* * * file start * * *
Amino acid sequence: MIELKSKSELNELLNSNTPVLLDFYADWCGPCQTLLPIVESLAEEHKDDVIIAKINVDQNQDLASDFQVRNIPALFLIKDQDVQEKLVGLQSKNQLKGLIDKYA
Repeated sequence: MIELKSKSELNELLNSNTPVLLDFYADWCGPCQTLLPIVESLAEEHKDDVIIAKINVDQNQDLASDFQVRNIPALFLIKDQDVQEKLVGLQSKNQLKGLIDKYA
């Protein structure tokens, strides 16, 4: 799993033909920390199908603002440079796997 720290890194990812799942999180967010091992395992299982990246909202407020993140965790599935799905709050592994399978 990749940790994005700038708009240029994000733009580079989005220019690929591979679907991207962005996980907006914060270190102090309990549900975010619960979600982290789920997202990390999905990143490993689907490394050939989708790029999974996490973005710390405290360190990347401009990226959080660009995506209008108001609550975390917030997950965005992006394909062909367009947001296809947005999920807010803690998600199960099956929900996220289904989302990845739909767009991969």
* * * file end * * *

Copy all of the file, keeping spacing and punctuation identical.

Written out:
Amino acid sequence: MIELKSKSELNELLNSNTPVLLDFYADWCGPCQTLLPIVESLAEEHKDDVIIAKINVDQNQDLASDFQVRNIPALFLIKDQDVQEKLVGLQSKNQLKGLIDKYA
Repeated sequence: MIELKSKSELNELLNSNTPVLLDFYADWCGPCQTLLPIVESLAEEHKDDVIIAKINVDQNQDLASDFQVRNIPALFLIKDQDVQEKLVGLQSKNQLKGLIDKYA
């Protein structure tokens, strides 16, 4: 799993033909920390199908603002440079796997 720290890194990812799942999180967010091992395992299982990246909202407020993140965790599935799905709050592994399978 990749940790994005700038708009240029994000733009580079989005220019690929591979679907991207962005996980907006914060270190102090309990549900975010619960979600982290789920997202990390999905990143490993689907490394050939989708790029999974996490973005710390405290360190990347401009990226959080660009995506209008108001609550975390917030997950965005992006394909062909367009947001296809947005999920807010803690998600199960099956929900996220289904989302990845739909767009991969």